Why? Because the bid has been with the knowledge that you will assume he has 9 HCP and respond accordingly. If the bid is defined as 8-9 HCP, then that will result in you having to accept less often. That in turn will probably result in GIB no longer inviting with 8 HCP. You'll then complain that GIB always has 9 points despite advertising 8-9!

While there are innumerous GIB bugs, I would rather be mislead to get to the right spot than bidding by the book - which is just what Basic robots do, so you could always use them. Unless you're talking about tournaments, in which case I think you'll be outnumbered by your opponents' preferences. Perhaps BBO could let you choose between the two.
Feel free to send me a friend challenge of any format as often as you like. I'll always accept :)
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#10 User is offline   aleaxit 

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Posted 2018-August-09, 07:59

Consistent explanations and robots deviating from them us one thing, and may be hard to fix. What's intolerable and should be easily fixable (I suspect it would be enough to just edit a bunch of text!) is when explanations are inconsistent, lacking logical coherence. This happens often.

For example, when (say) out of two possible heart raises, one is shown as being "11-13 total points", the other as "15+ total points" -- there being NO documented way to raise hearts with exactly 14 total points.

Even worse: in a cuebidding situation, on partner's 3H, 3S is explained as showing a spade FIT (spades having also been bid previously), while 4C is a cuebid showing the Ace of clubs and denying the Ace of spades (as if 3S was a cuebid being skipped -- which according to 3S's own explanation, it's not).

Then there are the cases where explanations, while not logically inconsistent, make no bridge sense. For example, the many cases where, say, 3D is explained as showing "4+ diamonds" when it would make zero bridge sense to bid it with just four cards; in fact the robots bidding it always happens to have 5+ (as makes bridge sense), but the explanation appears to be broader than the reality.

Not damaging but VERY annoying are explanations which just aren't "updated" as the bidding develops, such as a bid being explained as showing "strong rebiddable hearts ... 4+ hearts" -- the 4+ part should be snipped because the strong rebiddable part implies it, and more than it.

If the explanations are natural-language reflections of constraints actually programmed into the robots' bidding, the fix is less easy than just editing text, but even more important: the constraints should reflect every bid having a sensible meaning, and there being a legitimate bid for every possible hand. If, as I suspect, explanations and actual operating constraints are not automatic reflections of each other, then it should be just a job of text editing. One way or another, improving the quality of explanations removing all the issues I've mentioned here is probably my most-desired improvement to the robots!
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#11 User is offline   barmar 

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Posted 2018-August-09, 09:19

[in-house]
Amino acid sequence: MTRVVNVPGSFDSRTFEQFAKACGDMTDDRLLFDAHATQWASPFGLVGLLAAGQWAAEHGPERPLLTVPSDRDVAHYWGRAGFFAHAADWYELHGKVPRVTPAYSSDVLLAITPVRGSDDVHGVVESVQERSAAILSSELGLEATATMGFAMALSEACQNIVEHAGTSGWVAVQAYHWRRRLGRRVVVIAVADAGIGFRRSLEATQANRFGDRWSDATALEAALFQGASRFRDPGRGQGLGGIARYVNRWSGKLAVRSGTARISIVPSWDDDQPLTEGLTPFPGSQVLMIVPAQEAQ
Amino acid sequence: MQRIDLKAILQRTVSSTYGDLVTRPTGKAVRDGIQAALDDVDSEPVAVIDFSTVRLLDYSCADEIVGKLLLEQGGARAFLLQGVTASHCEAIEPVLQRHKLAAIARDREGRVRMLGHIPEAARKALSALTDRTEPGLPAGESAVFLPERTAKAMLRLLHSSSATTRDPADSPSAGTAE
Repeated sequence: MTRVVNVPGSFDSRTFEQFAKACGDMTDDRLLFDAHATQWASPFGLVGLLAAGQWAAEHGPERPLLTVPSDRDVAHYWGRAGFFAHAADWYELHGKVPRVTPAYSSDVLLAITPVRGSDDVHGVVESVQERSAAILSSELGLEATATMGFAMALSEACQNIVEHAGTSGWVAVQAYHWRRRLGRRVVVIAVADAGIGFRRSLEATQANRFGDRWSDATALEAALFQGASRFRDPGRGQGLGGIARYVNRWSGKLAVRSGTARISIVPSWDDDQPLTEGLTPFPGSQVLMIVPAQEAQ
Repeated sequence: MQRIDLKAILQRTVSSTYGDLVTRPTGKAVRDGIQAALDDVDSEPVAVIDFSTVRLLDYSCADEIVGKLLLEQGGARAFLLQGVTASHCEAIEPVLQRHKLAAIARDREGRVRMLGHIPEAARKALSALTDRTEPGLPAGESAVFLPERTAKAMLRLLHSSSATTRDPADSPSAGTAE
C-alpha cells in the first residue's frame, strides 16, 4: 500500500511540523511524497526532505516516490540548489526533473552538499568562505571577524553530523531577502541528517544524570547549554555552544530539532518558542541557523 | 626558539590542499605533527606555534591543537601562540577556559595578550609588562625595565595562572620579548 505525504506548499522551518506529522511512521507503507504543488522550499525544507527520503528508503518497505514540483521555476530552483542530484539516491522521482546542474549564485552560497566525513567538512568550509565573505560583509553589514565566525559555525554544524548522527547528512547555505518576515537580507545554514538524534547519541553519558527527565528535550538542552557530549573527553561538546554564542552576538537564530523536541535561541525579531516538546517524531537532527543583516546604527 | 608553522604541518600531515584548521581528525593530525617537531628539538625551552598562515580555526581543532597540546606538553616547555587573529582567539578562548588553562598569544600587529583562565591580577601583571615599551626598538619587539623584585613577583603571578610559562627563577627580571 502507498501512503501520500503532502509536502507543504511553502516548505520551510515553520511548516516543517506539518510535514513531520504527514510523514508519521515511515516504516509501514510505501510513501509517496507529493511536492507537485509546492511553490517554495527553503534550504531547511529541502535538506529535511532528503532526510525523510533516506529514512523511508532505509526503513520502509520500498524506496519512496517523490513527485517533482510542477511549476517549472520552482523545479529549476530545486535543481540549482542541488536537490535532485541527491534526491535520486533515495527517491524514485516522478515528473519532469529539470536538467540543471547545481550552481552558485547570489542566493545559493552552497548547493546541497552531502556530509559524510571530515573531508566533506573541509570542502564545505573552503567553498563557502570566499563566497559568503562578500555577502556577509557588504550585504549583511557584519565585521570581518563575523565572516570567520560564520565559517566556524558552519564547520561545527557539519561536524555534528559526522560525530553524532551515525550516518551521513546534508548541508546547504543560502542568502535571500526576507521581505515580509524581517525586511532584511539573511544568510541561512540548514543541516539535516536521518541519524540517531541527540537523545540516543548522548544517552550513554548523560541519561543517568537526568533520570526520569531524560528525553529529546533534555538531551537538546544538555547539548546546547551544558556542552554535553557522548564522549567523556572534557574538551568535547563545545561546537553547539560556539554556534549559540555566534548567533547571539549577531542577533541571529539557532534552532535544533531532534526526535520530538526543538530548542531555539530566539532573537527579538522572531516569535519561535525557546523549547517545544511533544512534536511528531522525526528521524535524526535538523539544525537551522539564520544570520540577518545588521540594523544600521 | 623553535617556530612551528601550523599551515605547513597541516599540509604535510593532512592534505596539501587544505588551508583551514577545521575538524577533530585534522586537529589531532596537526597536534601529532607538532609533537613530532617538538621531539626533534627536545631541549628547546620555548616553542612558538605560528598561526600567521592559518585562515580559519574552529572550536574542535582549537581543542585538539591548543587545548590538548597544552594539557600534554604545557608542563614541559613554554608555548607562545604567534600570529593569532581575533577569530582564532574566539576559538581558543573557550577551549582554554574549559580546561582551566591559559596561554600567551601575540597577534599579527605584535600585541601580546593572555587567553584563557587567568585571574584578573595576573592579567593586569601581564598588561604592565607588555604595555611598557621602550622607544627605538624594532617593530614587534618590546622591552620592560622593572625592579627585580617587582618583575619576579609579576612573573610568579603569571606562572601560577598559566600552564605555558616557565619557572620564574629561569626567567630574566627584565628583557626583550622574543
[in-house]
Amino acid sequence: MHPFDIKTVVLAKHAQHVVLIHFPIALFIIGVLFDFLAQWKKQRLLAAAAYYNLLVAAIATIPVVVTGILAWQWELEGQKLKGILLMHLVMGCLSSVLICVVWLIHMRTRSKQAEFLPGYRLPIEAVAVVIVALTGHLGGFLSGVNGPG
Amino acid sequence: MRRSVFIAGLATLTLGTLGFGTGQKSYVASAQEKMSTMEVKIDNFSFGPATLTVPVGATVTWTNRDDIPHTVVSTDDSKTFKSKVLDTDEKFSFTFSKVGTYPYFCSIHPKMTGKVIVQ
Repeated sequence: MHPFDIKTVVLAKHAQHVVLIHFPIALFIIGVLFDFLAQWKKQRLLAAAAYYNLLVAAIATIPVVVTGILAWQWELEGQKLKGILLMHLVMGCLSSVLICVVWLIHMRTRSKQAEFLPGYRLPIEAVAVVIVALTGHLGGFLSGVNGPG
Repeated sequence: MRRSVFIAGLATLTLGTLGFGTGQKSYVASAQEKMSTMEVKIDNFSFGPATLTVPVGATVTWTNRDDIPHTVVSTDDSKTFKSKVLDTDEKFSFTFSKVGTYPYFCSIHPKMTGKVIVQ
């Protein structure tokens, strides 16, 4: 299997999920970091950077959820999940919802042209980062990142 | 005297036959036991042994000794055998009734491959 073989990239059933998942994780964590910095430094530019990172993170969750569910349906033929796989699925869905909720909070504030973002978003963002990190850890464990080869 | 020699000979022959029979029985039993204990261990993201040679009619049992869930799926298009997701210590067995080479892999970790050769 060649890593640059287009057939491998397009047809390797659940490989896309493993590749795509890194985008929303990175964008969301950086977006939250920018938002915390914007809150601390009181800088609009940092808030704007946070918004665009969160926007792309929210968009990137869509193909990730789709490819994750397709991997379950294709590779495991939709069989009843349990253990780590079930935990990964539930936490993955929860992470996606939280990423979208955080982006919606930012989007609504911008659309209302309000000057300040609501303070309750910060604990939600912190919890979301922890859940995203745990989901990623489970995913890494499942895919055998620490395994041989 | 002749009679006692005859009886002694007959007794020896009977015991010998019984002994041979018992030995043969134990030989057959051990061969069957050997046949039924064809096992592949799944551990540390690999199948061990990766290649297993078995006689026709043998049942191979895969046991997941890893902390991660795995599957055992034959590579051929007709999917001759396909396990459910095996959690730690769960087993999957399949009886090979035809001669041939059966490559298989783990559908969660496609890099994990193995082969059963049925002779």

We know there are lots of holes in the bidding database. It's not just text, it's a complex set of constraints and pattern matching. When we fill one hole, it's very easy to create another.

The periodic robot upgrades are mostly fixing problems like this, but there are still many to find and fix. All we can ask is that you keep sending robot reports (this is missing in the mobile app, but it will be in the next version, which will have all the features that are in the preview of the new web version) and posting in the GIB forum. Post specific hands, they're much easier for us to work with than broad complaints like this thread.

#12 User is offline   jm02130 

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Posted 2018-August-09, 12:03

We all realize that bridge is much more difficult to program than chess or backgammon. Just keep at it. Some bidding options would be nice too, instead of having to bid according to a single canned system. Bridge Baron will play precision or a weak NT system, why can't the bridge base robots? Yes, Bridge Baron plays these systems badly, but at least it tries.
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#13 User is offline   barmar 

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Posted 2018-August-10, 09:40

View Postjm02130, on 2018-August-09, 12:03, said:

We all realize that bridge is much more difficult to program than chess or backgammon. Just keep at it. Some bidding options would be nice too, instead of having to bid according to a single canned system. Bridge Baron will play precision or a weak NT system, why can't the bridge base robots? Yes, Bridge Baron plays these systems badly, but at least it tries.

Mainly because it's all we can do to just fix the problems in the existing bidding database. Creating a new one for a different system would be a huge project.

#14 User is offline   0 carbon 

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Posted 2018-November-17, 23:18

View Postbarmar, on 2018-August-10, 09:40, said:

Mainly because it's all we can do to just fix the problems in the existing bidding database. Creating a new one for a different system would be a huge project.


I think with your bidding database of millions of hands you might try some machine learning to get to a system with good alerts & results.
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#15 User is offline   barmar 

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Posted 2018-November-19, 00:24

View Post0 carbon, on 2018-November-17, 23:18, said:

I think with your bidding database of millions of hands you might try some machine learning to get to a system with good alerts & results.

None of us have any experience in programming machine learning.

A few years ago we tried to use our archives to provide advice to the robots. We classified hand patterns and collected auctions, and created a database with the bids that we found at each stage in the auction. Then we had the robot discard bids that didn't appear in any of the saved auctions.

It actually had very minimal impact. One problem is that except for the first few bids, it's rare to have identical auctions with the same hand pattern, so there weren't many matches in the database. Even with several years worth of hands being mined.